Are Accessory Dwelling Units a Partial Solution to Silicon Valley’s Housing Crisis?

By Ken DeLeon, Esq

There are no easy solutions to the Bay Area housing shortage that has caused our high home prices and long commutes. Facing pressure from both state regulators demanding more housing construction and due to requests from its citizens, several Silicon Valley cities have eased the restrictions on building an accessory dwelling unit (“ADU”). This article details how these regulations have loosened and also posits that those cities who do more easily allow owners to build ADUs will see greater home appreciation going forward.

ADUs were once amazingly rare and required an exceptionally large lot to even have the potential to build an ADU. For those rarified parcels large enough to build an ADU, what was allowed was usually very small and was subject to a lot of regulations. The restrictiveness of past regulations and the ease of new rules be is evident by comparing the older regulations that Los Altos had versus the more liberal regulations that the City Council recently approved.

  Past Regulations Revised Regulations
Lot size required to be eligible for an ADU 15,000 Sq. Ft. No Minimum Lot Size
Size Allowed for the ADU 800 Sq. Ft. 1,200 Sq. Ft.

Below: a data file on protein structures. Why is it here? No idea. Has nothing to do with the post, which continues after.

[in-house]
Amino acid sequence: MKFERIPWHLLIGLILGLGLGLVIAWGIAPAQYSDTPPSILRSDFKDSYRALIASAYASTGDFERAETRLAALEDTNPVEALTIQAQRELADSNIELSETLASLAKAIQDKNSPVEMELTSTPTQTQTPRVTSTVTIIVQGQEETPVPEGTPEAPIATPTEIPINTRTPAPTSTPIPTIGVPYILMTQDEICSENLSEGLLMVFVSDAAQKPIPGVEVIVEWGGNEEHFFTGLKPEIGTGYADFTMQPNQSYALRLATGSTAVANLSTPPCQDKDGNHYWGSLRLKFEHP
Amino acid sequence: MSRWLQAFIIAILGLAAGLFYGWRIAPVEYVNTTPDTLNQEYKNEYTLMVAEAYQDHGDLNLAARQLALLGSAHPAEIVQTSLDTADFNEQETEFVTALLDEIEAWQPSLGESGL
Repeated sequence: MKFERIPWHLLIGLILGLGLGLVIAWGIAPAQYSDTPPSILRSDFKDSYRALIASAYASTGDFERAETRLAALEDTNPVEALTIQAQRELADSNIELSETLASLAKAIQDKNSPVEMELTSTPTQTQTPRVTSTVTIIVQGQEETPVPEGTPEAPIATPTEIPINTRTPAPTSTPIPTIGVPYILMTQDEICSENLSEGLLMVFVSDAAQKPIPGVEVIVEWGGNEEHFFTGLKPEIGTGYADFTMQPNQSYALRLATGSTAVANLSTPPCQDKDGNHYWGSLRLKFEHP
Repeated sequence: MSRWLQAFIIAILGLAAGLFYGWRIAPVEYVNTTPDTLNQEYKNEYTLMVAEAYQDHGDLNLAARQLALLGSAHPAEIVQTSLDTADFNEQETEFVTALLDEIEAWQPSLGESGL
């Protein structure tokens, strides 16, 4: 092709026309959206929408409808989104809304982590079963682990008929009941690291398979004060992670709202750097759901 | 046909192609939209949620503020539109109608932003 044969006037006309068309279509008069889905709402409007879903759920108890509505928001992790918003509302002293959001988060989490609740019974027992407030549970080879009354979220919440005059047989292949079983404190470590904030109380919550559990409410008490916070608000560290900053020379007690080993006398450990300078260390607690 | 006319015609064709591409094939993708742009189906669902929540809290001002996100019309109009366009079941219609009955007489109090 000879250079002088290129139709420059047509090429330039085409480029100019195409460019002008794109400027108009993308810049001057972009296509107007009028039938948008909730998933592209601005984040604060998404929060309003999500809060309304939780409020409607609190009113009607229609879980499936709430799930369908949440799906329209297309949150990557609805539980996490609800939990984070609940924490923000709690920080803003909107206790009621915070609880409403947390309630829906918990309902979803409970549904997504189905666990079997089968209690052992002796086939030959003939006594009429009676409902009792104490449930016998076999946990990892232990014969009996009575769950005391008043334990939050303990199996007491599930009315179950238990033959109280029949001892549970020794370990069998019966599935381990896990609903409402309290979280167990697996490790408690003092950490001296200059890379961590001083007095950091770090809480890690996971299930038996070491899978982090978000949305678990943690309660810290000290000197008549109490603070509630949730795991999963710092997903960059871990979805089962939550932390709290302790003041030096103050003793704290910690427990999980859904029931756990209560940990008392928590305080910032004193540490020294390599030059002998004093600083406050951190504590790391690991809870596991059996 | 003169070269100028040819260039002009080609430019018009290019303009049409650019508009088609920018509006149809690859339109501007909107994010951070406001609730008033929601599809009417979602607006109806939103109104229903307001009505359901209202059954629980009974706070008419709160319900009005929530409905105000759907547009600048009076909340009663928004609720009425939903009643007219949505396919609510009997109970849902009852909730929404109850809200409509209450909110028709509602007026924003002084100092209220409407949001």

Does the Owner Need to Live on the property? Yes No Longer Necessary
How Many Parking Spaces are Required for the ADU? 2 1 or 0 (if within ½ mile of public transit)

Other Silicon Valley cities have also loosened their restrictions on building ADUs, with the greatest changes being the elimination or reduction of the minimum lot size. As another example, last year Palo Alto eliminated the “minimum lot size” requirement for allowing an ADU. With this change, the number of permits issued by Palo Alto for ADUs went from just four per year to 25 recently, and another 29 ADU permits reviewed recently (per Palo Alto Weekly August 24, 2018). To further encourage constructing even more ADUs, the city council is exploring reducing or even eliminating the steep permitting fees that the city charges for ADU structures. Given that these fees can approach $10,000, waiving or eliminating these fees would further spur additional ADU construction.

Given the strong and pent-up demand for housing in our land-constrained peninsula, ADUs seem the most effective and least intrusive way to add local housing stock. While too early to tell, I project that cities that are more liberal with the construction of ADUs will see greater construction and even appreciation as buyers will appreciate the option of a secondary dwelling on their property. While many owners are using these dwellings as rentals to our local tech community, they provide more space for visiting family, guests, or an au pair – choices that are very appealing to today’s buyers. While many new construction ideas face a backlash, I view the ease of regulations for building an ADU a positive for Silicon Valley housing and an easy way to address our chronic housing shortage.